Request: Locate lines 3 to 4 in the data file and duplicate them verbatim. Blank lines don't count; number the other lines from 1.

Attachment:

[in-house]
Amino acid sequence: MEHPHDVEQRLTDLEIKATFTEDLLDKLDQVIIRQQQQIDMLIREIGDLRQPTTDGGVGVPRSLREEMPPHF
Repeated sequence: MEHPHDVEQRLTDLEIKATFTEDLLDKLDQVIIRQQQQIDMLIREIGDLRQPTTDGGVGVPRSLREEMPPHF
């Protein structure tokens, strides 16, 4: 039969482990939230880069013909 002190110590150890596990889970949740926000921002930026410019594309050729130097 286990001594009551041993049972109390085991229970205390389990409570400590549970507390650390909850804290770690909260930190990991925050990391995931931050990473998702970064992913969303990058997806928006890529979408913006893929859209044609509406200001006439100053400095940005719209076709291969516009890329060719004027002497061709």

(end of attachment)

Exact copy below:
Repeated sequence: MEHPHDVEQRLTDLEIKATFTEDLLDKLDQVIIRQQQQIDMLIREIGDLRQPTTDGGVGVPRSLREEMPPHF
């Protein structure tokens, strides 16, 4: 039969482990939230880069013909 002190110590150890596990889970949740926000921002930026410019594309050729130097 286990001594009551041993049972109390085991229970205390389990409570400590549970507390650390909850804290770690909260930190990991925050990391995931931050990473998702970064992913969303990058997806928006890529979408913006893929859209044609509406200001006439100053400095940005719209076709291969516009890329060719004027002497061709």